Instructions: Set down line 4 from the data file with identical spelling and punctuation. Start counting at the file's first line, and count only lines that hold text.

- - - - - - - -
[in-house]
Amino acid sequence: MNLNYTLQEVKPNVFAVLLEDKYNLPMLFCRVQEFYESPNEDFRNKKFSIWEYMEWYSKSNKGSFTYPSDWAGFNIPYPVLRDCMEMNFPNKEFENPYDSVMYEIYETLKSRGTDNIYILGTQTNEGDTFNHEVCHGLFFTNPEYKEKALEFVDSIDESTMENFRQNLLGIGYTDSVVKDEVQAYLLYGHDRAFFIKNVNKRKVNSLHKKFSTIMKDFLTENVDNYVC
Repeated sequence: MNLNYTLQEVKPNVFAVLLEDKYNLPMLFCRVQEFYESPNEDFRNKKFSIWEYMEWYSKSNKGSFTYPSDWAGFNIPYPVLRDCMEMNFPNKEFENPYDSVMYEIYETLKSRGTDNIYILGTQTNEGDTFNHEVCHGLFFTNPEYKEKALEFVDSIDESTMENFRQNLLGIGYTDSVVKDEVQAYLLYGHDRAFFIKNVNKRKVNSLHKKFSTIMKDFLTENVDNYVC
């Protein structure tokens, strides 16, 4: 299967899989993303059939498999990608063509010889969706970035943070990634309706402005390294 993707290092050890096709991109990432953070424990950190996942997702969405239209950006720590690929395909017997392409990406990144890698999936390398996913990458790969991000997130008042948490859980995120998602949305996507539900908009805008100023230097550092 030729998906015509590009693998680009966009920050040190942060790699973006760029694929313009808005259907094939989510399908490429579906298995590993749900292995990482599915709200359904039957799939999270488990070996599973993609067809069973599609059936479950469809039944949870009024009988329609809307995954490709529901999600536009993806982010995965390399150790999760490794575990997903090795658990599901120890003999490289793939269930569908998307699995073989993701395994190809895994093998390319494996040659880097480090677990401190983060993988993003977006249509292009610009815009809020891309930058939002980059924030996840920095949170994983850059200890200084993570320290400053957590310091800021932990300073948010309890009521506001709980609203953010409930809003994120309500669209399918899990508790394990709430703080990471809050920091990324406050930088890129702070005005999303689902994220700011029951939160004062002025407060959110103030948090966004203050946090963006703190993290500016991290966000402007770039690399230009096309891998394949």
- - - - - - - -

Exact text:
């Protein structure tokens, strides 16, 4: 299967899989993303059939498999990608063509010889969706970035943070990634309706402005390294 993707290092050890096709991109990432953070424990950190996942997702969405239209950006720590690929395909017997392409990406990144890698999936390398996913990458790969991000997130008042948490859980995120998602949305996507539900908009805008100023230097550092 030729998906015509590009693998680009966009920050040190942060790699973006760029694929313009808005259907094939989510399908490429579906298995590993749900292995990482599915709200359904039957799939999270488990070996599973993609067809069973599609059936479950469809039944949870009024009988329609809307995954490709529901999600536009993806982010995965390399150790999760490794575990997903090795658990599901120890003999490289793939269930569908998307699995073989993701395994190809895994093998390319494996040659880097480090677990401190983060993988993003977006249509292009610009815009809020891309930058939002980059924030996840920095949170994983850059200890200084993570320290400053957590310091800021932990300073948010309890009521506001709980609203953010409930809003994120309500669209399918899990508790394990709430703080990471809050920091990324406050930088890129702070005005999303689902994220700011029951939160004062002025407060959110103030948090966004203050946090963006703190993290500016991290966000402007770039690399230009096309891998394949």